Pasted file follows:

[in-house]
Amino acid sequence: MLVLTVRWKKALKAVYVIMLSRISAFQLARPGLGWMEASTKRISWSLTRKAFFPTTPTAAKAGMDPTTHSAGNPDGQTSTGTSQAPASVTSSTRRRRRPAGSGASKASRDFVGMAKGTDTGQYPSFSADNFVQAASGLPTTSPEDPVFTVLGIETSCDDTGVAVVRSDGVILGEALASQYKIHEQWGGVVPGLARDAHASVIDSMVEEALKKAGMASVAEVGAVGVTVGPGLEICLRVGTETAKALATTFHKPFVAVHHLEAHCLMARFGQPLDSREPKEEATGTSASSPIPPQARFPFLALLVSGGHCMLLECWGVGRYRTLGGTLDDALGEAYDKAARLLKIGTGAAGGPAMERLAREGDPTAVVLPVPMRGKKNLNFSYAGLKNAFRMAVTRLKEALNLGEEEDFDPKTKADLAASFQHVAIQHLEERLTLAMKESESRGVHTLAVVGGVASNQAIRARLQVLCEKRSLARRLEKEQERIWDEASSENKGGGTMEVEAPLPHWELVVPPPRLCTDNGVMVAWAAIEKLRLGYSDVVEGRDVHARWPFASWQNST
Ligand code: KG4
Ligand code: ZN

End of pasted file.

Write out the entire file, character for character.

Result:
[in-house]
Amino acid sequence: MLVLTVRWKKALKAVYVIMLSRISAFQLARPGLGWMEASTKRISWSLTRKAFFPTTPTAAKAGMDPTTHSAGNPDGQTSTGTSQAPASVTSSTRRRRRPAGSGASKASRDFVGMAKGTDTGQYPSFSADNFVQAASGLPTTSPEDPVFTVLGIETSCDDTGVAVVRSDGVILGEALASQYKIHEQWGGVVPGLARDAHASVIDSMVEEALKKAGMASVAEVGAVGVTVGPGLEICLRVGTETAKALATTFHKPFVAVHHLEAHCLMARFGQPLDSREPKEEATGTSASSPIPPQARFPFLALLVSGGHCMLLECWGVGRYRTLGGTLDDALGEAYDKAARLLKIGTGAAGGPAMERLAREGDPTAVVLPVPMRGKKNLNFSYAGLKNAFRMAVTRLKEALNLGEEEDFDPKTKADLAASFQHVAIQHLEERLTLAMKESESRGVHTLAVVGGVASNQAIRARLQVLCEKRSLARRLEKEQERIWDEASSENKGGGTMEVEAPLPHWELVVPPPRLCTDNGVMVAWAAIEKLRLGYSDVVEGRDVHARWPFASWQNST
Ligand code: KG4
Ligand code: ZN